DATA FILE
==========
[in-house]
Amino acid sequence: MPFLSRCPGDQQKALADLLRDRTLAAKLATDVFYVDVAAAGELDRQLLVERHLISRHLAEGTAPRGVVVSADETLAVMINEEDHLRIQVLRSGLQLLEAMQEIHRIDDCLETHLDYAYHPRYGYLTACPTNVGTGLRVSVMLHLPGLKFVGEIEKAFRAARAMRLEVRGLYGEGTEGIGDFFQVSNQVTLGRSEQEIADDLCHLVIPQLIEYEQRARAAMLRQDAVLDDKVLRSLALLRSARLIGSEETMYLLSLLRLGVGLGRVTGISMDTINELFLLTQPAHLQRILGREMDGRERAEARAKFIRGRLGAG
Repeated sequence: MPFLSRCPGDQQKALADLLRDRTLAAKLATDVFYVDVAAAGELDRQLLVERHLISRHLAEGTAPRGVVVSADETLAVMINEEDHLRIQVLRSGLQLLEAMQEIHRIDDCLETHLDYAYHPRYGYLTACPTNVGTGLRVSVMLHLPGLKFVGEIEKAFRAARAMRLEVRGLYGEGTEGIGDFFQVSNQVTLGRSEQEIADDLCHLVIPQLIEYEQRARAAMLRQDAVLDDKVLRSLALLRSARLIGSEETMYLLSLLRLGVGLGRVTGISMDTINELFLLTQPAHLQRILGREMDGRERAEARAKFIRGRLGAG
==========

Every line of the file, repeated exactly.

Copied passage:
[in-house]
Amino acid sequence: MPFLSRCPGDQQKALADLLRDRTLAAKLATDVFYVDVAAAGELDRQLLVERHLISRHLAEGTAPRGVVVSADETLAVMINEEDHLRIQVLRSGLQLLEAMQEIHRIDDCLETHLDYAYHPRYGYLTACPTNVGTGLRVSVMLHLPGLKFVGEIEKAFRAARAMRLEVRGLYGEGTEGIGDFFQVSNQVTLGRSEQEIADDLCHLVIPQLIEYEQRARAAMLRQDAVLDDKVLRSLALLRSARLIGSEETMYLLSLLRLGVGLGRVTGISMDTINELFLLTQPAHLQRILGREMDGRERAEARAKFIRGRLGAG
Repeated sequence: MPFLSRCPGDQQKALADLLRDRTLAAKLATDVFYVDVAAAGELDRQLLVERHLISRHLAEGTAPRGVVVSADETLAVMINEEDHLRIQVLRSGLQLLEAMQEIHRIDDCLETHLDYAYHPRYGYLTACPTNVGTGLRVSVMLHLPGLKFVGEIEKAFRAARAMRLEVRGLYGEGTEGIGDFFQVSNQVTLGRSEQEIADDLCHLVIPQLIEYEQRARAAMLRQDAVLDDKVLRSLALLRSARLIGSEETMYLLSLLRLGVGLGRVTGISMDTINELFLLTQPAHLQRILGREMDGRERAEARAKFIRGRLGAG